Sex of weaned juveniles was not useful in explaining variation in postbreeding maternal care (Table 5). This finding is illustrated by the following observation: there were 171 and 211 litters in which all weaned juveniles were males or females, respectively. The proportions of mothers exhibiting each behavior were remarkably similar in the two situations (all weaned juveniles were males: keep = 56.1%, share = 32.2%, bequeath = 11.7%; all weaned juveniles were females: keep = 54.0%, share = 34.6%, bequeath = 11.4%; [[chi].sup.2] = 0.252, df = 2, P = 0.882). Reproductive experience of mothers did not influence their behavior once the effect of age was removed (Table 5), nor did parturition date, litter size, and territory vacancy (Table 5).

We tried adding pairwise products to the model, but no significant interaction was found. One-way ANOVAs revealed no significant relationship between body mass of mothers at parturition or at weaning and their postbreeding behavior (Table 6).

In the second step of our analysis, we identified which factors were associated with breeding dispersal per se. Age and food (in year y) remained the two factors explaining the largest amount of variation in the probability of breeding dispersal (Table 7). The number of juveniles at weaning also remained a significant predictor of breeding dispersal (Table 7). However, the number of middens owned by females was no longer a significant predictor (Table 8), presumably because although sharing females owned on average more middens than females from the other two categories, there was virtually no difference in midden ownership between keeping and bequeathing mothers (Fig. 3). Year of study also lost its predictive power when the probability of dispersal became the dependent variable. Finally, the "best" logistic model predicting breeding dispersal included a significant interaction between food (in year y - 1) and food (in year y). Fig. 3 shows that mothers tended to disperse when food (year y - 1) was low whil e food (year y) was high. Parameter estimates for the final model are given in Table 9.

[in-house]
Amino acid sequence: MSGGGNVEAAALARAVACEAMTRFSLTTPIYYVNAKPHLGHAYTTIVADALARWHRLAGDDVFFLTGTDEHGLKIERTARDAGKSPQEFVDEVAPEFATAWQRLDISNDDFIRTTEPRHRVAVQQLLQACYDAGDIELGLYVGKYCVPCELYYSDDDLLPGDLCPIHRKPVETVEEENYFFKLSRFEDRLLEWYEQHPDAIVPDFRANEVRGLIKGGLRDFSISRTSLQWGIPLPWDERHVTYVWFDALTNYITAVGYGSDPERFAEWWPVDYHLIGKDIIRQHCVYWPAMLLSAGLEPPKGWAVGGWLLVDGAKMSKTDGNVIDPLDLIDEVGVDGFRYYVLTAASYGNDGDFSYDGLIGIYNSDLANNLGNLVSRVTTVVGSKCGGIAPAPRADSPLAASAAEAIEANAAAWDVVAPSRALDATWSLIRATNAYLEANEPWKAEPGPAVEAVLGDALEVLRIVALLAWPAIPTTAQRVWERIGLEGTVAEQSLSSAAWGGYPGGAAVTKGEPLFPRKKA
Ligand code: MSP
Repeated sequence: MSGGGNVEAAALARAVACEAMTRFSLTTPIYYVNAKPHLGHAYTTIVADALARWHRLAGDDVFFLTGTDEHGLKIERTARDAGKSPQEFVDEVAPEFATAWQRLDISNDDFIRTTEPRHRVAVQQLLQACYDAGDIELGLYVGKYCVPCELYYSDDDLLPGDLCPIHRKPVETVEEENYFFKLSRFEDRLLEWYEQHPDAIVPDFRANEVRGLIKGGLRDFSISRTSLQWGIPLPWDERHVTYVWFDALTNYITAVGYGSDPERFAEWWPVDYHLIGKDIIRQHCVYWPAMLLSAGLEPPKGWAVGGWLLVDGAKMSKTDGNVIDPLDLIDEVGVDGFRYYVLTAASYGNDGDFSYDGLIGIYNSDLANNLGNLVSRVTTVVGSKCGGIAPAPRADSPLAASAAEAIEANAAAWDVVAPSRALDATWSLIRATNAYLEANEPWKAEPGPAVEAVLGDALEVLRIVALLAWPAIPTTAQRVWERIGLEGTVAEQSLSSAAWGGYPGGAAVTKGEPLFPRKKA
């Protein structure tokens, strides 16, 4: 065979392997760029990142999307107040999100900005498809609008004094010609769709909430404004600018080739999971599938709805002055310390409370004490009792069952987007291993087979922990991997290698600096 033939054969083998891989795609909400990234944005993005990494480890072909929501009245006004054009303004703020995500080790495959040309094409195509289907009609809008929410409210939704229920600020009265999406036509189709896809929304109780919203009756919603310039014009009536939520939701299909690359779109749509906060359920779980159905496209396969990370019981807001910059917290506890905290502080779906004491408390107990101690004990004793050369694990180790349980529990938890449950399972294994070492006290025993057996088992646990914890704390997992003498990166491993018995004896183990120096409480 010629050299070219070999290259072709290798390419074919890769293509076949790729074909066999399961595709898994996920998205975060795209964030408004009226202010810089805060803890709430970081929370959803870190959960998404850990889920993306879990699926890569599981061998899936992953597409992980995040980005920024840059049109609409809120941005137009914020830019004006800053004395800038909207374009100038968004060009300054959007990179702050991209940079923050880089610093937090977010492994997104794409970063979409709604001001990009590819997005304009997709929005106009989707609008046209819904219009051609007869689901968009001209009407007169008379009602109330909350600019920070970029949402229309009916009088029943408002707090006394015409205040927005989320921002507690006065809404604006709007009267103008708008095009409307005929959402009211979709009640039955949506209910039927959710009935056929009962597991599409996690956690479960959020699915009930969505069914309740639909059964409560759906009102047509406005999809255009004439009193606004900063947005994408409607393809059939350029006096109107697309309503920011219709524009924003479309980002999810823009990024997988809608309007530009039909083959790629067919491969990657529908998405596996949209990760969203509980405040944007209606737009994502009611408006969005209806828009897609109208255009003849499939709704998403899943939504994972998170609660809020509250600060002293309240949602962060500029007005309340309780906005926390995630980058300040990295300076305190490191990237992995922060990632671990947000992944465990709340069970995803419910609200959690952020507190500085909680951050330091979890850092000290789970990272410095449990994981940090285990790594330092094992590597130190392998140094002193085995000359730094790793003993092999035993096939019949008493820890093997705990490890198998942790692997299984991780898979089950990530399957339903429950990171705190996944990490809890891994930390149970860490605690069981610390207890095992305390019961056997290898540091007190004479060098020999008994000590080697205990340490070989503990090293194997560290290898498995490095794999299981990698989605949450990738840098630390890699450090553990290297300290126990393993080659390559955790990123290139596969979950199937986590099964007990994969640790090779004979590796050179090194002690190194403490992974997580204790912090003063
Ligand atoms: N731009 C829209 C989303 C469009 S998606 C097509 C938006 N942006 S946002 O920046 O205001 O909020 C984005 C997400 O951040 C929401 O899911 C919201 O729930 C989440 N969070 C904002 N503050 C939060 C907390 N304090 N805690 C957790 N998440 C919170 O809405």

Effects of the postbreeding behavior of mothers on their survival and future reproduction

We subsampled females of the "keep" and "share" categories to compare three groups of females that differed in their postbreeding behavior while being similar in age, food resources, number of weaned juveniles, and year of study. We found no relation between postbreeding behavior and overwinter survivorship or the probability that survivors would reproduce the next year (Table 10). Among females that reproduced the next year (year y + 1), relative parturition date, litter size, and number of weaned juveniles in year y + 1 did not vary according to postbreeding behavior in year y (Table 10). Therefore dispersing females did not increase or decrease their reproductive success relative to other females when they switched territory.

Which juveniles obtained a midden from their mother?

Using data from juveniles whose mother shared or bequeathed their territory, we found no difference in body mass at weaning between the juveniles that obtained a midden from their mother and those that did not (obtained a midden: body mass 158.1 [pm] 20.7 g (n = 99 juveniles); did not obtain a midden: body mass = 158.1 [pm] 19.4 g (n = 140 juveniles); t = 0.024, df = 1, P = 0.981). Females who shared or bequeathed their territory weaned 548 juveniles (289 F and 259 M), of which 411 (228 F and 183 M) were still alive on 15 August. Among these 411 juveniles, a higher proportion of daughters (50.4%) than sons (37.2%) were residents ([[chi].sup.2] 6.721, df = 1, P [less than] 0.009). A comparison of data from sharing females to data from bequeathing females showed that the presence of the mother on the natal area did not influence the proportion of daughters (share: 48.1%, n 162 mothers, bequeath: 53.0%, n = 66 mothers, [[chi].sup.2] = 0.273, df = 1, P = 0.601) and sons (share: 35.1%, n 131 juveniles, bequeath: 42.3%, n = 52 juveniles, [[chi].sup.2] = 0.546, df = 1, P 0.460) that were resident on 15 August.